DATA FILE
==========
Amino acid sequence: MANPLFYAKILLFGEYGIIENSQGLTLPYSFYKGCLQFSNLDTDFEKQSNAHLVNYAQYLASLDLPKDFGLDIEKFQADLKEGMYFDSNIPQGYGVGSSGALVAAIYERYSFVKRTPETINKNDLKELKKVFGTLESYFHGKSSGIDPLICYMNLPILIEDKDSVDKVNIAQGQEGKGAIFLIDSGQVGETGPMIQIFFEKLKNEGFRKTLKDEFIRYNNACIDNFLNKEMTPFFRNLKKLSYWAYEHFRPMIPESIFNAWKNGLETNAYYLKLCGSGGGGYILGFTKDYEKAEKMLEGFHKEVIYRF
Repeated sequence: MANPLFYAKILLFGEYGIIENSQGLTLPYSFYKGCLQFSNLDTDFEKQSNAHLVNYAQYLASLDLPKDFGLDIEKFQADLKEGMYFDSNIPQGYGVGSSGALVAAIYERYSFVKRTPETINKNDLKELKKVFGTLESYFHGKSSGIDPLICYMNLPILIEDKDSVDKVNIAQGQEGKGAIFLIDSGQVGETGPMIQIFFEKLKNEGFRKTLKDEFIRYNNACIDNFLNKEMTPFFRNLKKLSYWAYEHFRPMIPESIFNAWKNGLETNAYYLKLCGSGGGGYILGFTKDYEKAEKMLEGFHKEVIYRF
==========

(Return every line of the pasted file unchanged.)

Amino acid sequence: MANPLFYAKILLFGEYGIIENSQGLTLPYSFYKGCLQFSNLDTDFEKQSNAHLVNYAQYLASLDLPKDFGLDIEKFQADLKEGMYFDSNIPQGYGVGSSGALVAAIYERYSFVKRTPETINKNDLKELKKVFGTLESYFHGKSSGIDPLICYMNLPILIEDKDSVDKVNIAQGQEGKGAIFLIDSGQVGETGPMIQIFFEKLKNEGFRKTLKDEFIRYNNACIDNFLNKEMTPFFRNLKKLSYWAYEHFRPMIPESIFNAWKNGLETNAYYLKLCGSGGGGYILGFTKDYEKAEKMLEGFHKEVIYRF
Repeated sequence: MANPLFYAKILLFGEYGIIENSQGLTLPYSFYKGCLQFSNLDTDFEKQSNAHLVNYAQYLASLDLPKDFGLDIEKFQADLKEGMYFDSNIPQGYGVGSSGALVAAIYERYSFVKRTPETINKNDLKELKKVFGTLESYFHGKSSGIDPLICYMNLPILIEDKDSVDKVNIAQGQEGKGAIFLIDSGQVGETGPMIQIFFEKLKNEGFRKTLKDEFIRYNNACIDNFLNKEMTPFFRNLKKLSYWAYEHFRPMIPESIFNAWKNGLETNAYYLKLCGSGGGGYILGFTKDYEKAEKMLEGFHKEVIYRF